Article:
US Trade Deficit Narrows in August, Lowest in Four Months

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The United States trade deficit has narrowed down to $45.61 billion in August this year, the lowest in four months.

But trade gap with China widened to a record high for a single month, a new government data showed.

A new government data showed that United States trade deficit has narrowed down in August this year, the lowest in four months. But trade gap with China widened to a record high for a single month.

In a report, the US Commerce Department on Thursday said that the country’s trade deficit moves closer by a notch to $45.61 billion in August 2011 – with export and imports slowing down to $177.6 billion and $223.2 billion, respectively.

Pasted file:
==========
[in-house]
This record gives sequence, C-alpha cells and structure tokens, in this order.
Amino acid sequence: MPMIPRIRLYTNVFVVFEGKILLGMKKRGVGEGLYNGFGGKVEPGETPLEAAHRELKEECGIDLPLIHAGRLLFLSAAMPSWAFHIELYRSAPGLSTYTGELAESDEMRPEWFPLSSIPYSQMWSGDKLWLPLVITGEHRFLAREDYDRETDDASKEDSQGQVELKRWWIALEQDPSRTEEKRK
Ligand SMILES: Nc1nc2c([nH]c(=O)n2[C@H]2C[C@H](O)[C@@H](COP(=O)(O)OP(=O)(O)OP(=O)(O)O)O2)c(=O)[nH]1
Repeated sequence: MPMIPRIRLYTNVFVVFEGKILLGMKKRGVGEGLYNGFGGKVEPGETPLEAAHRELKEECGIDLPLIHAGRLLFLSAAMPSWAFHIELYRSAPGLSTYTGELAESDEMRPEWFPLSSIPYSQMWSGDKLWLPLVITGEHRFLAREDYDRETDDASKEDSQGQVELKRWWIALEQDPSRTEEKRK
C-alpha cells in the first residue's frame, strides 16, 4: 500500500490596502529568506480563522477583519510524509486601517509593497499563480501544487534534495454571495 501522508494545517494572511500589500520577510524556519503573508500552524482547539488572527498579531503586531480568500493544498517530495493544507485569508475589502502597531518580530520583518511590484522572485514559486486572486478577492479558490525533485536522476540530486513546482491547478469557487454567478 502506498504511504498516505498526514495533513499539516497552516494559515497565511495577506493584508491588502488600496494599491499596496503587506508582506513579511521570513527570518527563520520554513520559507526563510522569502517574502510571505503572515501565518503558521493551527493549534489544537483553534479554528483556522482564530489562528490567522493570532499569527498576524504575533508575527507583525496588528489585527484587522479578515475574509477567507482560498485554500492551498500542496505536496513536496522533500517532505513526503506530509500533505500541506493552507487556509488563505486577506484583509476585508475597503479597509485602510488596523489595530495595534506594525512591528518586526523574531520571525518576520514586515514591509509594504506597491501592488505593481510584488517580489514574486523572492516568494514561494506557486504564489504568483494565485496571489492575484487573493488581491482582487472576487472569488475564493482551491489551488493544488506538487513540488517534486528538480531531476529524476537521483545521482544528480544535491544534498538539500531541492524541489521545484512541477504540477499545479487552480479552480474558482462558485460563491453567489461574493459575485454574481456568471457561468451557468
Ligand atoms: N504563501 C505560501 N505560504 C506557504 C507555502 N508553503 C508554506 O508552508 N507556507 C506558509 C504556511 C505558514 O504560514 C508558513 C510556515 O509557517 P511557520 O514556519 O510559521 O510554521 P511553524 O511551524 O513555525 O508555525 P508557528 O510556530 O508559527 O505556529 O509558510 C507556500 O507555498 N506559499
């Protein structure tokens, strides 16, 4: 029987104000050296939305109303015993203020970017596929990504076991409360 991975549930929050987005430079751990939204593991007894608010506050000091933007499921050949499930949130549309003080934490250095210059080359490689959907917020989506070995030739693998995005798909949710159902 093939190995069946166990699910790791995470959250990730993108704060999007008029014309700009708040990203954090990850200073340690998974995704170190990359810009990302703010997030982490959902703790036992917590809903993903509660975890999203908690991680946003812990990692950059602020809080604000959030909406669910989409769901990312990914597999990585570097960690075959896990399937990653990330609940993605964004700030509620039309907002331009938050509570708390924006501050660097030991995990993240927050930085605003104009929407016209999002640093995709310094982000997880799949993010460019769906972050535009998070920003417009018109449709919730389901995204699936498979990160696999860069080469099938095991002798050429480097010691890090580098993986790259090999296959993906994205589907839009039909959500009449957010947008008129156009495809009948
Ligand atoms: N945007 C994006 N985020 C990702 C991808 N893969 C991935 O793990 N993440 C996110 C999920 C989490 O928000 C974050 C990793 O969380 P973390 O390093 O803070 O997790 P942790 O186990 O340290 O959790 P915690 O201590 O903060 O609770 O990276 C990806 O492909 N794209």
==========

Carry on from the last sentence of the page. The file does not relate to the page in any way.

In an effort to boost US exports, the Congress has approved free trade agreements with Colombia, Panama and South Korea – ending a four-year impasse in free trade deals.

Obama administration officials said that the free trade deal with the three countries would significantly boost US exports by at least $13 billion annually, and spur jobs creation in the country.

Meanwhile, US trade gap with China jumped to $29 billion in August, the record level for a single month.

Americans continued to hit China over its currency maneuvering, causing major losses to US exports to the Asian economic powerhouse.

On Tuesday, the Senate has passed a legislation allowing the Obama administration to impose fines and higher tariffs to Chinese products sold in the US if China continues to keep its currency artificially low against the dollar.

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